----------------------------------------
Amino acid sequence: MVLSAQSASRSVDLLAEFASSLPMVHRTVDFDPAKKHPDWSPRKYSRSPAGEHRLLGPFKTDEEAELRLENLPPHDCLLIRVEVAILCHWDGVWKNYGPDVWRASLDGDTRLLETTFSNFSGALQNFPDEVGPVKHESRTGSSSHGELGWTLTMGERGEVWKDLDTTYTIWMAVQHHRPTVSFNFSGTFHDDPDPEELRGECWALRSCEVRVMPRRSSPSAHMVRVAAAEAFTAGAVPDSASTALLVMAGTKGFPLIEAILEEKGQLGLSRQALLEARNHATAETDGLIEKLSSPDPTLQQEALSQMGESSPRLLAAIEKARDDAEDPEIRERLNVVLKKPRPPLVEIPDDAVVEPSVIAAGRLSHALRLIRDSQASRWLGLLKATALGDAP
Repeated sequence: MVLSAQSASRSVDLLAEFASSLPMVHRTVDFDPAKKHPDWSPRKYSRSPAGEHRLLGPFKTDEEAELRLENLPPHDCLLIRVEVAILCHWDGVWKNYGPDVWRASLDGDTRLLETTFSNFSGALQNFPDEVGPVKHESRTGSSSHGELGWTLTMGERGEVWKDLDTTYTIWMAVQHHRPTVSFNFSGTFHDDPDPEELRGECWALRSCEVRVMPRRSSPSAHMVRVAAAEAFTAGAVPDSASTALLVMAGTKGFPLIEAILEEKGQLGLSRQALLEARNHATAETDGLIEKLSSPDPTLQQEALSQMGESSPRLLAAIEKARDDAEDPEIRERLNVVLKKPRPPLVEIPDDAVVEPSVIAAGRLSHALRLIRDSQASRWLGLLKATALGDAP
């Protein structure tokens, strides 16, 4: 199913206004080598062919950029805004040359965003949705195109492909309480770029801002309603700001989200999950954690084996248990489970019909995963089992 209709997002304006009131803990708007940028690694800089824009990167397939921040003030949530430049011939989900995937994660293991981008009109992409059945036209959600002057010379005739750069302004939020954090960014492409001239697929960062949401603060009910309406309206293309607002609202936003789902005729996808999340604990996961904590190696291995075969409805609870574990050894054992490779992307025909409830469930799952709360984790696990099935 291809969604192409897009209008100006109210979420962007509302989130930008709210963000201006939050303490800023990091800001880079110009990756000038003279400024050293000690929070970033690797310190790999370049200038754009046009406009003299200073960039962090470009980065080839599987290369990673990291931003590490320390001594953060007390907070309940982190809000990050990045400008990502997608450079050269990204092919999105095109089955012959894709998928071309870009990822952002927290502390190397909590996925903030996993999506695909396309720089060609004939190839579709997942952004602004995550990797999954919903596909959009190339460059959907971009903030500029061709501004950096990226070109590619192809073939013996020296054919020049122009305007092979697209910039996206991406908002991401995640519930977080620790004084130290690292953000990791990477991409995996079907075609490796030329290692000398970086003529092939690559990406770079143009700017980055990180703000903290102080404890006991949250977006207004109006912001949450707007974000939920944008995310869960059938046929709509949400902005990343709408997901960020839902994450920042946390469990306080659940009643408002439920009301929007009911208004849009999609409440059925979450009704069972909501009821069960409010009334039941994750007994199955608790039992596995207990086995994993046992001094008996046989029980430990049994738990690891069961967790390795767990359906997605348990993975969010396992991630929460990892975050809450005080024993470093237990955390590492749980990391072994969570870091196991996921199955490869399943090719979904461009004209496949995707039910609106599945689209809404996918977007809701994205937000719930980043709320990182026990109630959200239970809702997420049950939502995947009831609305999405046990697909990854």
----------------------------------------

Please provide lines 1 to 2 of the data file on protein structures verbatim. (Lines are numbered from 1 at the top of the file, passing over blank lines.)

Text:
Amino acid sequence: MVLSAQSASRSVDLLAEFASSLPMVHRTVDFDPAKKHPDWSPRKYSRSPAGEHRLLGPFKTDEEAELRLENLPPHDCLLIRVEVAILCHWDGVWKNYGPDVWRASLDGDTRLLETTFSNFSGALQNFPDEVGPVKHESRTGSSSHGELGWTLTMGERGEVWKDLDTTYTIWMAVQHHRPTVSFNFSGTFHDDPDPEELRGECWALRSCEVRVMPRRSSPSAHMVRVAAAEAFTAGAVPDSASTALLVMAGTKGFPLIEAILEEKGQLGLSRQALLEARNHATAETDGLIEKLSSPDPTLQQEALSQMGESSPRLLAAIEKARDDAEDPEIRERLNVVLKKPRPPLVEIPDDAVVEPSVIAAGRLSHALRLIRDSQASRWLGLLKATALGDAP
Repeated sequence: MVLSAQSASRSVDLLAEFASSLPMVHRTVDFDPAKKHPDWSPRKYSRSPAGEHRLLGPFKTDEEAELRLENLPPHDCLLIRVEVAILCHWDGVWKNYGPDVWRASLDGDTRLLETTFSNFSGALQNFPDEVGPVKHESRTGSSSHGELGWTLTMGERGEVWKDLDTTYTIWMAVQHHRPTVSFNFSGTFHDDPDPEELRGECWALRSCEVRVMPRRSSPSAHMVRVAAAEAFTAGAVPDSASTALLVMAGTKGFPLIEAILEEKGQLGLSRQALLEARNHATAETDGLIEKLSSPDPTLQQEALSQMGESSPRLLAAIEKARDDAEDPEIRERLNVVLKKPRPPLVEIPDDAVVEPSVIAAGRLSHALRLIRDSQASRWLGLLKATALGDAP